Urban regeneration

Mike Tuffrey


Posted in: Environment

Urban regeneration

June 01, 1995


Urban regeneration minister, David Curry MP, invited a second round of bidding for the Single Regeneration Budget Challenge Fund on April 12. Worth £240 million in total, £40 million is available in 1996/97 for partnership projects involving companies, local authorities and the voluntary sector. The SRB Challenge Fund brings together money previously spent under 20 separate programmes and is administered by the ten Government Offices for the Regions. The deadline for bids is September 18. Contact Department of the Environment on 0171 276 0900


New guidelines have been published by the Community Development Foundation on community involvement in the Single Regeneration Budget Challenge Fund. They highlight the need for partnerships at local level, particularly between professional voluntary organisations and the business community, in community economic development initiatives. Explaining why community groups should be involved, the guidelines identify five roles of the community: as beneficiaries/users of services, as consultees and representatives, as sources of general community activity, as programme deliverers and as long-term partners. ContactÿElizabeth George, the Community Development Foundation, on 0171 226 5375


The Centre for Urban and Regional Studies, part of the School of Public Policy at Birmingham University, has produced a report, Single Regeneration Budget: the stocktake. Prepared for the Association of County Councils, District Councils and Metropolitan Authorities, it reviews the history of the SRB and the first round bidding. The private sector provided £2.9 million in matched funding, half the total, but only 15 private sector-led bids were successful. The report recommends a review of information gathering and appraisal techniques to ensure policy decisions are based on the most up-to-date information, more consistency in the second bidding round and the establishment of a network of regional support for the voluntary sector on regeneration and SRB. Contact John Mawson, The Centre for Urban and Regional Studies, on 0121 414 3260


A report by the Joseph Rowntree Foundation, published on April 6 argues that past lessons on urban renewal have been ignored. Schemes such as City Challenge and the Single Regeneration Budget lack resources and are too short to have a lasting impact. Made to last: creating sustainable neighbourhood and estate regeneration suggests that the private sector has shown little response to regeneration programmes and that employers are unwilling to hire staff from deprived areas. Contact Geoff Fordham, GFA Consulting, on 01279 466066 or for copies of the report BEBC Distribution on 01202 715555


Birmingham is the focus of a new inner city fund, the Aston Reinvestment Trust. The Trust, engaged in talks with NatWest, the Co-operative Bank and Mercury Provident, intends to raise £3.5 million in capital by next year, in a bid to bring financial services into inner city areas in Birmingham, through social housing, enterprise and support small businesses. Aston ward, one of Birmingham’s poorest areas, saw the closure of around twenty banks and building societies between 1989 and 1994. Contact Aston Reinvestment Trust on 0121 236 4808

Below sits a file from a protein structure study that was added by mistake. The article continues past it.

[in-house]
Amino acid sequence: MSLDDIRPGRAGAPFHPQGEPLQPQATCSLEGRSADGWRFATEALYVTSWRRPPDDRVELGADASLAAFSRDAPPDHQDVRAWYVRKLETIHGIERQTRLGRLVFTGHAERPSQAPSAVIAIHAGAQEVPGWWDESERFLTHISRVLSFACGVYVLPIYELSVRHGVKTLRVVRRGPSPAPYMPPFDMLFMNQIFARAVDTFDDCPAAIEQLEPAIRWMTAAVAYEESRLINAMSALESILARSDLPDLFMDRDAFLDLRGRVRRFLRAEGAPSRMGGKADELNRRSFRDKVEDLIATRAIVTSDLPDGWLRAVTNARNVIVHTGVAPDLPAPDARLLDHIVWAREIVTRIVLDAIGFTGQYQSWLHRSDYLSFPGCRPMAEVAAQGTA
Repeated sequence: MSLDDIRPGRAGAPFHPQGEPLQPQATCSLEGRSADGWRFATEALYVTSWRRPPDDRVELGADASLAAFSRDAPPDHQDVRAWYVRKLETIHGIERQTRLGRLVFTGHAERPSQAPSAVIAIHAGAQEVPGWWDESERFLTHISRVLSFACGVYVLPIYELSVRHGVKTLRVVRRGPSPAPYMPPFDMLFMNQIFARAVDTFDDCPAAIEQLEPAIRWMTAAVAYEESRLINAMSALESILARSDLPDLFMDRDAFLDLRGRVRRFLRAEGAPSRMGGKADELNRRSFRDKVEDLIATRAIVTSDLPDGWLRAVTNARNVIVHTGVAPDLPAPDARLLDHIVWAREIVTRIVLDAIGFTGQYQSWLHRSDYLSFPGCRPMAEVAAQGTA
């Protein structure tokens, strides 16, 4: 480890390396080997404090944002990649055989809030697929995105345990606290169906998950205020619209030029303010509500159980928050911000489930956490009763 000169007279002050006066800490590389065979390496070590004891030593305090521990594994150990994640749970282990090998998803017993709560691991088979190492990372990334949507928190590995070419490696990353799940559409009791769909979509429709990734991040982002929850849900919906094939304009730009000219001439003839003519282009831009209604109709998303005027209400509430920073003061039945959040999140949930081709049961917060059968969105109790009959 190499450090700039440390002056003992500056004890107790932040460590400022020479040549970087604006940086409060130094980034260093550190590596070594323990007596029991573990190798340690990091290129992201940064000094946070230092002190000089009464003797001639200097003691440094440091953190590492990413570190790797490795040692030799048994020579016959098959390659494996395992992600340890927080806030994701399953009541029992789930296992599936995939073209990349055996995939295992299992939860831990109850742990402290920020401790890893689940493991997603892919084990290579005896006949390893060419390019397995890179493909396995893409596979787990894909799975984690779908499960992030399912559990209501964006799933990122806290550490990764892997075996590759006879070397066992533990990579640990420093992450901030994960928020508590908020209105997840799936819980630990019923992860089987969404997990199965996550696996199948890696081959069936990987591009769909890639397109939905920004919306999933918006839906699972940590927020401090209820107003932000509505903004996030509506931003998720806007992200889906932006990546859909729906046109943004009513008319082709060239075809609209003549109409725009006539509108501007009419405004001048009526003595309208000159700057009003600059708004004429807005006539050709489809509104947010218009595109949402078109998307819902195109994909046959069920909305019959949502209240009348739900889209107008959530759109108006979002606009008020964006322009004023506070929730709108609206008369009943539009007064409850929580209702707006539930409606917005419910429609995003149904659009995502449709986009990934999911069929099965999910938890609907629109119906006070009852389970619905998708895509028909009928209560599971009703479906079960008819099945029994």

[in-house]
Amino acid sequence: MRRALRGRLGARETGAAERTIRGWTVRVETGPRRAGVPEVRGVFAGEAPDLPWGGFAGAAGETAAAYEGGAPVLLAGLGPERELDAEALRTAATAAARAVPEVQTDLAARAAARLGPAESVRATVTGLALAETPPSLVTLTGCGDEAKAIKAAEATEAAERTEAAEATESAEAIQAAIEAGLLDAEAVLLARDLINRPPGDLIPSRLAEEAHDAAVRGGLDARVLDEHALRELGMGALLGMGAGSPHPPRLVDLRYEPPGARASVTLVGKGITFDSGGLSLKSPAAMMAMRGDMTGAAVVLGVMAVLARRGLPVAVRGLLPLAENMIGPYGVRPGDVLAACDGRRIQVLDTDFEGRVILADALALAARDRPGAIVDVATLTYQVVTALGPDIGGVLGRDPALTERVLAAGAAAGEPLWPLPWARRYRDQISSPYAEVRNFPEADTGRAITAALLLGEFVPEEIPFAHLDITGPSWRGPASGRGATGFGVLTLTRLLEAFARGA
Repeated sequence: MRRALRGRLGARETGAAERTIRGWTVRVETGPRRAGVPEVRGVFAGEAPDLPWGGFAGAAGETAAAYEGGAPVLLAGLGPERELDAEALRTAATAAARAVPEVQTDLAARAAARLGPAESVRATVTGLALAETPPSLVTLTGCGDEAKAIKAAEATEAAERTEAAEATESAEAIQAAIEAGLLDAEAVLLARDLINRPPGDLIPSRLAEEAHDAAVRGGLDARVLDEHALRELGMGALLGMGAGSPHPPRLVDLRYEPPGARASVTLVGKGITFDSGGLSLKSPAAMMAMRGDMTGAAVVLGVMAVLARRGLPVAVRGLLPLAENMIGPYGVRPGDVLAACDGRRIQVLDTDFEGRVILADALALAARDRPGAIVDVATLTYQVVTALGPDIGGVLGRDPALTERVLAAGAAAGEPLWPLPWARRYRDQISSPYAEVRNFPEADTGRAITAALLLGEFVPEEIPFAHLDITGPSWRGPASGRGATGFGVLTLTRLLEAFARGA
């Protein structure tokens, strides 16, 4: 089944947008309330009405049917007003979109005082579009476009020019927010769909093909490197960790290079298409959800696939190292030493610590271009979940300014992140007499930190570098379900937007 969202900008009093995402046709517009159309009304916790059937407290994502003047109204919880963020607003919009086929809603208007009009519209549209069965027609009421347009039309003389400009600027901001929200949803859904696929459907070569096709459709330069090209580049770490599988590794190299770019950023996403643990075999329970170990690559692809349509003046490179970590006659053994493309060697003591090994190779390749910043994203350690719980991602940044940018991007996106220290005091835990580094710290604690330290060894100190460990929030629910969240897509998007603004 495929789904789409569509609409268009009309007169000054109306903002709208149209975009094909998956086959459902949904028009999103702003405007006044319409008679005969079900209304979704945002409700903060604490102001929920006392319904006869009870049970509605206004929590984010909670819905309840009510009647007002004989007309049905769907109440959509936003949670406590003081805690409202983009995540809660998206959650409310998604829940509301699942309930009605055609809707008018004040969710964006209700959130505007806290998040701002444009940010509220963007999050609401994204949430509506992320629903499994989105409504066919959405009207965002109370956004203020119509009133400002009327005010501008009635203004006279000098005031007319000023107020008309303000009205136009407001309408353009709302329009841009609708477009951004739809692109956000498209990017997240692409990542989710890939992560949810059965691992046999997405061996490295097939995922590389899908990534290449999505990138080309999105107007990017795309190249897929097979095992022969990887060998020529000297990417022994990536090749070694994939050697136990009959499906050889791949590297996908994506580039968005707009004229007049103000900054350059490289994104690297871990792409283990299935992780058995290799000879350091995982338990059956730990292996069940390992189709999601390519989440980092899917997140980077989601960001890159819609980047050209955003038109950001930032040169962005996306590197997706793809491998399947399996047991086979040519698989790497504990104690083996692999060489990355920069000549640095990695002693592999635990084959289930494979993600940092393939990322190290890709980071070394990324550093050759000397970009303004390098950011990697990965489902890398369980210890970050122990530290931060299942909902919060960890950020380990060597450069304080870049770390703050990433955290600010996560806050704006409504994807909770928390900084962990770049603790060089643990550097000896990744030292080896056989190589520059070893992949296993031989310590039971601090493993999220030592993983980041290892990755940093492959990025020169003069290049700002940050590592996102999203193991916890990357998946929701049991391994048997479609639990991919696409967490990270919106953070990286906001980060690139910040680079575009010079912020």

The Environment Minister, John Gummer MP, announced a new Thames Advisory Group on May 9, together with a Strategy report, which sets out guidelines for the protection and enhancement of the river, its natural and developed environment, from Greenwich to Hampton Court. The group includes Stuart Lipton, Chief Executive of Stanhope Properties, architect Sir Richard Rogers and Eric Sorensen, Chief Executive of LDDC. Contact Thames Advisory Group on 0171 276 0900


A study by the think-tank Demos and the consultancy Comedia argues that urban parks are in serious decline. Published on May 23, the study, Park Life: Urban Parks and Social Renewal, says that parks need new management, staffing and funding, as well as additional buildings, particularly childcare and health centres, to draw in new sources of revenue and activity. Contact Martin Bartle, Demos, on 0171 353 4479


The British Urban Regeneration Association (BURA) has announced the six winners of its Best Practice Awards, sponsored by English Partnerships, KPMG and British Nuclear Fuels. Presented by BURA’s President, Lord Jenkin of Roding, the six awards went to the Italian Centre in Glasgow, the Eureka! Museum in Halifax, the Custard Factory in Birmingham, Carlisle Campus Complex and Brewery Hall of Residence, Whitfield Partnership in Dundee and Heart of Wapping and Wapping Waterside in the London Docklands. The awards seek to recognise the contribution of projects, economic and social, to the regeneration of a particular area. Contact Gerald Cary-Elwes, BURA, on 0171 253 5054

Corporate Citizenship Briefing, issue no: 22 – June, 1995